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Wopke Hoekstra, the Dutch finance minister, believes that regulation is more successful than outright prohibition.
A cryptocurrency prohibition is not the best answer for the Netherlands, according to the country’s finance minister, after a local politician asked for a total ban on cryptocurrencies.
The Netherlands should regulate the cryptocurrency market instead of prohibiting its citizens from using crypto entirely, Dutch minister of finance Wopke Hoekstra stated, according to a Friday report by local news agency NU.nl.
The official confessed to certain dangers involved with the cryptocurrency market, allegedly noting that he recognised the worries highlighted by Pieter Hasekamp, head of the Dutch Bureau for Economic Analysis. The minister emphasised the need of ensuring suitable laws for virtual asset service providers in order to avoid risks associated with concerns such as money laundering.
“My observation is now that supervision is more effective than a total ban in the Netherlands,” Hoekstra stated, reportedly noting that it’s important to oversee the crypto market at the European level.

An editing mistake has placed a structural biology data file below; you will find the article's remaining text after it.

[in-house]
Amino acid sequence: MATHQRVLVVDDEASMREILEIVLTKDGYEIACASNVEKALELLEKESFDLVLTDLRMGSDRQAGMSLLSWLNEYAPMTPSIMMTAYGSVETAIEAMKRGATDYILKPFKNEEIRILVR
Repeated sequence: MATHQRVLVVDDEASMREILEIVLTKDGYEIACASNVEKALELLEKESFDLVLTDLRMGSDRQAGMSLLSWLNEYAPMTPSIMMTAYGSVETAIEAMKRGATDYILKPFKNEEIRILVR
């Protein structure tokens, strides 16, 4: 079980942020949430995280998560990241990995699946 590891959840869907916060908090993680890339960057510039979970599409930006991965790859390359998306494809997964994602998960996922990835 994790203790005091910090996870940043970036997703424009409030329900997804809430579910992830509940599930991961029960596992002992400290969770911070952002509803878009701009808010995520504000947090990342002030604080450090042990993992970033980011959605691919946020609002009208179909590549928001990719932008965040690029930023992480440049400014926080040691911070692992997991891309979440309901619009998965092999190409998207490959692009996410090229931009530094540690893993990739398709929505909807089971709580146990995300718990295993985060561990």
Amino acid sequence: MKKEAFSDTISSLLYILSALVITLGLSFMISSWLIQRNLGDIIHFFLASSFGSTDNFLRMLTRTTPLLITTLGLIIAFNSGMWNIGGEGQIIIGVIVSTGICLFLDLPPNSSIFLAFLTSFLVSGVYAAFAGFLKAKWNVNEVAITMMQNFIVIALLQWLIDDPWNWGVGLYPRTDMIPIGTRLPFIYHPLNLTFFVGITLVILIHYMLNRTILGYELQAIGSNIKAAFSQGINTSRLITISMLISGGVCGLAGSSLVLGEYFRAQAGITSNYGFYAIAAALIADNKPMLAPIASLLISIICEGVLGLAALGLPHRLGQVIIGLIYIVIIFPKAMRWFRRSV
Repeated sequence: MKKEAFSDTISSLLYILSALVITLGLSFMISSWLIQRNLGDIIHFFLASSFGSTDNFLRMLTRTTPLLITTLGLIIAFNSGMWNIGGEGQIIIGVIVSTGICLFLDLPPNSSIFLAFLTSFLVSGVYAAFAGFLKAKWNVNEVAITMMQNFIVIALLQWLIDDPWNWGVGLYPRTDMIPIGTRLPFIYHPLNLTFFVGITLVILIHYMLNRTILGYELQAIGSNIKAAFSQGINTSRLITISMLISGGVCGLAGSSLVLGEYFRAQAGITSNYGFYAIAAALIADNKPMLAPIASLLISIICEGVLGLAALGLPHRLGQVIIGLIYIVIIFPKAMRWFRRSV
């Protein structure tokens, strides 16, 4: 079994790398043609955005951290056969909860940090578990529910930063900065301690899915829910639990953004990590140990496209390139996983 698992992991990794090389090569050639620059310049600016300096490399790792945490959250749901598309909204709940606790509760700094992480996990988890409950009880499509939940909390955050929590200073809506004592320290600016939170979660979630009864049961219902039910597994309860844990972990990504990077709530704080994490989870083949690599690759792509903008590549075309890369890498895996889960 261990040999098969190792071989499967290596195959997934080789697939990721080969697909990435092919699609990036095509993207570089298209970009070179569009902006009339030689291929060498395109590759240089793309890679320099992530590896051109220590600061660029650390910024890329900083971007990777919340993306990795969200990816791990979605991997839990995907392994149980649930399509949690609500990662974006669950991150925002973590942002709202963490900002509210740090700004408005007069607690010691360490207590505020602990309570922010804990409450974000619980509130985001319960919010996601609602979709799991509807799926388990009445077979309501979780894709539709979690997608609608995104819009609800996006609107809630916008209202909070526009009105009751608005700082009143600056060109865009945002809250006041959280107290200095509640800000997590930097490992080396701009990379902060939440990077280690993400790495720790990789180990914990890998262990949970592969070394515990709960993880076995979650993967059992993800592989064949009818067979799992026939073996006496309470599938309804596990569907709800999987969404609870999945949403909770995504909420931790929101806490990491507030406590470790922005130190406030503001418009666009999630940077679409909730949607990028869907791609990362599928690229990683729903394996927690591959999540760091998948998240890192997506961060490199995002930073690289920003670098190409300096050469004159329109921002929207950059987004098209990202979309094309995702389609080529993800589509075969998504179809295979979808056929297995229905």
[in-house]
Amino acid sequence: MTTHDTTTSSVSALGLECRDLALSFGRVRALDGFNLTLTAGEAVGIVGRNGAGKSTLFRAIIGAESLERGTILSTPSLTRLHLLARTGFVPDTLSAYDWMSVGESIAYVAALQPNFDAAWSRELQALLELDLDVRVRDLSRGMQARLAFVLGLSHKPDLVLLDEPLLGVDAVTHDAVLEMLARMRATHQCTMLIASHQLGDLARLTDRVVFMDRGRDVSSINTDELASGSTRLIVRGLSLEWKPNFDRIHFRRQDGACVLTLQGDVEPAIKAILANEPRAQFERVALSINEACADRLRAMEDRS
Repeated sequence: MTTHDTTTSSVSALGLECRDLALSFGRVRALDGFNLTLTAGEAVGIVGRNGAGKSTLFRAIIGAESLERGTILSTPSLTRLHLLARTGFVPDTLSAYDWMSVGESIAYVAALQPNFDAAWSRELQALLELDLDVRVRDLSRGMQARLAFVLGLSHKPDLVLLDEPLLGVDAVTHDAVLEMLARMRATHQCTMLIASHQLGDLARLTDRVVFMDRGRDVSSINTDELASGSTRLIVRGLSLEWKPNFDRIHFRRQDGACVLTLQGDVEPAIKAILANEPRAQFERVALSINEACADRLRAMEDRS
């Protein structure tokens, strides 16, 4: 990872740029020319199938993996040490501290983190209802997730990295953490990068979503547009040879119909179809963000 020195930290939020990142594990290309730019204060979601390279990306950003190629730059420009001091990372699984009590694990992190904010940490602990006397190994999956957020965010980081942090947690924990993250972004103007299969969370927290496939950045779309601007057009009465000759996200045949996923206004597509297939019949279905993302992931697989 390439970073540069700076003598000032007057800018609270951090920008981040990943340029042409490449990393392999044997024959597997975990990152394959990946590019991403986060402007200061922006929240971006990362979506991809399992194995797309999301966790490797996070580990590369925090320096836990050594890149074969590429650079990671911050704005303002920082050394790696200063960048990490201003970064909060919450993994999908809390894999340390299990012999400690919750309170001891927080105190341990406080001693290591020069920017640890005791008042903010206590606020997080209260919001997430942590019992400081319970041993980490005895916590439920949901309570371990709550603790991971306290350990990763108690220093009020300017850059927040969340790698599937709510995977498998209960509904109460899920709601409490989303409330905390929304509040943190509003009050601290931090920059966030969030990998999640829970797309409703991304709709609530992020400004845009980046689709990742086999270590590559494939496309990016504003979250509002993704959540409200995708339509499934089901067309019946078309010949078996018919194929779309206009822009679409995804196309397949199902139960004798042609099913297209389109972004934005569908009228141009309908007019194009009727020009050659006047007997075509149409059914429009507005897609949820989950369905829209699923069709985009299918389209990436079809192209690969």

Hoekstra also stated that he had issued a warning about cryptocurrency-related dangers in 2017, emphasising that crypto investors should understand that their bets on cryptocurrencies are “entirely at their own expense and risk.”
“That’s going very well now, but we’ve seen big dips and peaks along the way,” Hoekstra remarked in November 2017, only a few weeks before Bitcoin (BTC) broke the $20,000 barrier for the first time in history in December.
As previously reported, Hasekamp claimed in a June 11 piece that the Dutch government must immediately impose a blanket ban on Bitcoin mining, trading, and holding. He referenced traditional anti-crypto arguments, stating that cryptocurrencies such as Bitcoin cannot fulfil any of money’s three functions as a unit of account, a method of payment, or a store of value.
Some of the world’s most vehement Bitcoin sceptics, such as award-winning economist Nouriel Roubini, have already conceded that Bitcoin might serve as a store of value, which is a primary function of money in addition to serving as a unit of account and a medium of exchange.